IT HAS BEEN over half a century since restrictions on tax-exempt 501(c)4 organizations – defined broadly as civic leagues and groups whose primary function is to “promote social welfare” – were spelled out in detail. It was then, in 1959, that the IRS modified “social welfare” to exclude “direct or indirect participation or intervention in political campaigns.” Since modern (c)4’s must play by the rules lest they relinquish their tax free privileges, it seems on the face of it that they would avoid meddling in politics.
But everyone knows this isn’t the case. Crossroads GPS, the (c)4 arm of Karl Rove’s American Crossroads, is a case in point. The conservative advocacy group spent over $213,000 on federal elections last year. How, one might ask, is that permissible? Check the fine print: According to the IRS, “an organization that primarily engages in activities that promote social welfare will be considered under the current regulations to be operating exclusively for the promotion of social welfare.” It’s easy to engage “exclusively” in something when the meaning of the word is watered down beyond recognition. According to the Washington Post, tax lawyers have taken all of this to mean that (c)4’s can keep their tax status as long as they spend at least 51 percent of their resources on social welfare.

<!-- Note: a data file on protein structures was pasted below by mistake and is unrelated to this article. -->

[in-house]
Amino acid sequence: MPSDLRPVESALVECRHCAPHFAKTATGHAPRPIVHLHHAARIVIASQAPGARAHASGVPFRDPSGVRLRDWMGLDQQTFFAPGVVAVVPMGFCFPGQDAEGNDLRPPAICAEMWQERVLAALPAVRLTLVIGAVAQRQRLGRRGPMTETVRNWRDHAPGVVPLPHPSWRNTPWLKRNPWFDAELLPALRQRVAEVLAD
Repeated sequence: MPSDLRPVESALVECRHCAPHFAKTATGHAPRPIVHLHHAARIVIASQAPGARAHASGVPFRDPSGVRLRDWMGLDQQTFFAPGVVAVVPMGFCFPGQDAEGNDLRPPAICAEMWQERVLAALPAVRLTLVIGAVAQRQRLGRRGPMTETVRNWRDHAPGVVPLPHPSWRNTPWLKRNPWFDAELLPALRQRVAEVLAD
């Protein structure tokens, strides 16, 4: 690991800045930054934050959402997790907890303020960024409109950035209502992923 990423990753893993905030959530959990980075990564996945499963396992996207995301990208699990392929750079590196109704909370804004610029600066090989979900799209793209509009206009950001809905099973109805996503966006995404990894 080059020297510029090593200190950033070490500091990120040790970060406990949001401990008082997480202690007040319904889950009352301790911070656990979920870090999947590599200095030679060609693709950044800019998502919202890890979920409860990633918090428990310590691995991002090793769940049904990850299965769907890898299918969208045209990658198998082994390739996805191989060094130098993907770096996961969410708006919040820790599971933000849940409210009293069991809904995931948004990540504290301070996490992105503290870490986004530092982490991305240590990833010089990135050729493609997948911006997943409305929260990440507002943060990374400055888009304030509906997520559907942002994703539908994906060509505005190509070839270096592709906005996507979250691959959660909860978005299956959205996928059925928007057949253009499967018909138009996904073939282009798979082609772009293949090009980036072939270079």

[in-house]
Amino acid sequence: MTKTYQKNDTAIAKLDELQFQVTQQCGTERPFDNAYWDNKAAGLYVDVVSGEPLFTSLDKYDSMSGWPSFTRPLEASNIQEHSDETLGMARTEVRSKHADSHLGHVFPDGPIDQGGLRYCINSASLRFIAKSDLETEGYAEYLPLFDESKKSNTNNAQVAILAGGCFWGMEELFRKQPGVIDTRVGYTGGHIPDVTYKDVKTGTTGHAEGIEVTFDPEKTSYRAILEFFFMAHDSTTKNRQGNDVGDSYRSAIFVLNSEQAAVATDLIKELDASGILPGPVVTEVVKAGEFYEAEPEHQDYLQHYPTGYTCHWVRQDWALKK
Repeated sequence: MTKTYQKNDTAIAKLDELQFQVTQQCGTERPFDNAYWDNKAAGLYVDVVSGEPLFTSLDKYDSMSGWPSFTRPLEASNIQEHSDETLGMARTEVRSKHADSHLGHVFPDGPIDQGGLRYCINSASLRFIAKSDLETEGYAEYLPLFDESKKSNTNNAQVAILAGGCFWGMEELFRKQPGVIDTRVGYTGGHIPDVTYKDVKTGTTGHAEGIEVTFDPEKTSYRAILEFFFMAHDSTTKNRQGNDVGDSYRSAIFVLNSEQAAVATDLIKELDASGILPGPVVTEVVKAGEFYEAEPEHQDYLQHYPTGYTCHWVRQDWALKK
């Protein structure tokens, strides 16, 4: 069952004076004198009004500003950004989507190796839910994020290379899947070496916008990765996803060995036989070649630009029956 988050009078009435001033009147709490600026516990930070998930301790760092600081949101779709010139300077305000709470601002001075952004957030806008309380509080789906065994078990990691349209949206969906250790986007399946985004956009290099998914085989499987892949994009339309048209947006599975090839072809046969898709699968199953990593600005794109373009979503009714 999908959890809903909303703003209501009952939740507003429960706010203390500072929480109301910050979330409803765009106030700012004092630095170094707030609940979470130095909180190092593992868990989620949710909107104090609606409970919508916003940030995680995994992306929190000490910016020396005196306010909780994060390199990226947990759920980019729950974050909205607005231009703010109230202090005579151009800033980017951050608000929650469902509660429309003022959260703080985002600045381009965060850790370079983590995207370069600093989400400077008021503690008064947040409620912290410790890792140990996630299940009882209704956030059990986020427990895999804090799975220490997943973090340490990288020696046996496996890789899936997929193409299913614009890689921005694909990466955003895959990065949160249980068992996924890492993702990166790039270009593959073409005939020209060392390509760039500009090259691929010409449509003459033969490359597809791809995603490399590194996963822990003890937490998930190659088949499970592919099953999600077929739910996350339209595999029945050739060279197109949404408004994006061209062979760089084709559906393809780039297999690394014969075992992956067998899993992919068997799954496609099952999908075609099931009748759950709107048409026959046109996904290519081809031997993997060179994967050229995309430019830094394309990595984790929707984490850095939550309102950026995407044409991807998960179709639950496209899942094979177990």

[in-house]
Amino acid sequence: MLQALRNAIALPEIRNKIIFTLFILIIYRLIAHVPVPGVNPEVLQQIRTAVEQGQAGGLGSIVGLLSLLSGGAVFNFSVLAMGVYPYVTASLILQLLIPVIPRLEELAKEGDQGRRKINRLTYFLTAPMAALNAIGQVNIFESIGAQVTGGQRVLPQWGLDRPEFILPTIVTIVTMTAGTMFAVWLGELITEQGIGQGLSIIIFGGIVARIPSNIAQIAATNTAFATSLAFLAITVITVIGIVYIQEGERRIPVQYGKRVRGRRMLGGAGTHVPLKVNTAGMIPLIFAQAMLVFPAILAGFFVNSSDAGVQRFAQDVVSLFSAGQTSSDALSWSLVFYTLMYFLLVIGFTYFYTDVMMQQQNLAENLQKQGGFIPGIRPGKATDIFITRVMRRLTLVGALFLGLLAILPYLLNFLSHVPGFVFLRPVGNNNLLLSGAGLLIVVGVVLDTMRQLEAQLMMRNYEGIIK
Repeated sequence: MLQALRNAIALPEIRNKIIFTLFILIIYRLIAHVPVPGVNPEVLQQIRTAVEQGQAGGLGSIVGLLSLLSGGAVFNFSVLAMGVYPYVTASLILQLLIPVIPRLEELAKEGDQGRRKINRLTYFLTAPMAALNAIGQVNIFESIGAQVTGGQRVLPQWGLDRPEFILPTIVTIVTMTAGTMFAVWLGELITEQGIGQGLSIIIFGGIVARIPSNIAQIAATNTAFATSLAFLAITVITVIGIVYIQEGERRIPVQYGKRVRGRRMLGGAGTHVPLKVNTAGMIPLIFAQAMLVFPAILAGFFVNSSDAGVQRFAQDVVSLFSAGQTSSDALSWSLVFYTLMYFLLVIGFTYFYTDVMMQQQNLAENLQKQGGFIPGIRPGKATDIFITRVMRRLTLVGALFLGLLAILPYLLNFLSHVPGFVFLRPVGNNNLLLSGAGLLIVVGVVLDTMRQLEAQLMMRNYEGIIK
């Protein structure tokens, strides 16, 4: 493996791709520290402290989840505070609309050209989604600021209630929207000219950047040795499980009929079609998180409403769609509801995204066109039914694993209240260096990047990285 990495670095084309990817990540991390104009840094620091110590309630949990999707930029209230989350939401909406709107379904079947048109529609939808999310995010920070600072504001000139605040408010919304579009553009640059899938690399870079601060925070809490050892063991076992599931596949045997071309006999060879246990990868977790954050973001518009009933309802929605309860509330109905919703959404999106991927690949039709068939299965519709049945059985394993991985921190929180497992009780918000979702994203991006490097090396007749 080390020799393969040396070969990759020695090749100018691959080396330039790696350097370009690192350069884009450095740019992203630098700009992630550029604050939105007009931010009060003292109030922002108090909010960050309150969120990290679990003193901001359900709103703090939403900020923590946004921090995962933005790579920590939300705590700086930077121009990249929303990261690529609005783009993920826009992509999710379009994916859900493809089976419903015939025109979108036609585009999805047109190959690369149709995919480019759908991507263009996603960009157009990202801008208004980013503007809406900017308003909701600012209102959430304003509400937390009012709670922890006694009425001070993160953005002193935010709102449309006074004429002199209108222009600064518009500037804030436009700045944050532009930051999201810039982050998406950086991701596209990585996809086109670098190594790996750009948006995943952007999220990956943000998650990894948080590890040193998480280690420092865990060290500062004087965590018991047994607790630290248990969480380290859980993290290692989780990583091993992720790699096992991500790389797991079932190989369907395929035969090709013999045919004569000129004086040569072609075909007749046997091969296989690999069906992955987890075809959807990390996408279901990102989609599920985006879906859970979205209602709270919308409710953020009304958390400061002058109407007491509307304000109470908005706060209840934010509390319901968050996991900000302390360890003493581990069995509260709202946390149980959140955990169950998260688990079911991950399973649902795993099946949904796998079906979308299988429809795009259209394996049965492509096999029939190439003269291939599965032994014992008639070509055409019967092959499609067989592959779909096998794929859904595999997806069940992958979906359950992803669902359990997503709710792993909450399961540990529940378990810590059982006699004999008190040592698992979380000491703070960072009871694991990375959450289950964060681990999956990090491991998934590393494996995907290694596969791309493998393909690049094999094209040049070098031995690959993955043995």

Now, nearly 55 years since the issue was last dealt with in depth, the IRS is proposing clearer boundaries for political activities that should not be considered social welfare. An outline released just two weeks ago proposing the rules changes is considered by most experts to be a significant first step, signalling what’s likely to result in drastic revisions to current practice. Still, some are skeptical about the potential outcome, claiming that so-called “dark money” will simply filter out of (c)4’s and into other 501(c)s, such as (c)6’s. Others, mostly on the right, call the proposal a political move, the latest in an “unfortunate pattern” that began with the IRS’s targeting of conservative grassroots advocacy groups. Whichever one’s take on the matter, (c)4’s are inevitably in for the makeover of a lifetime.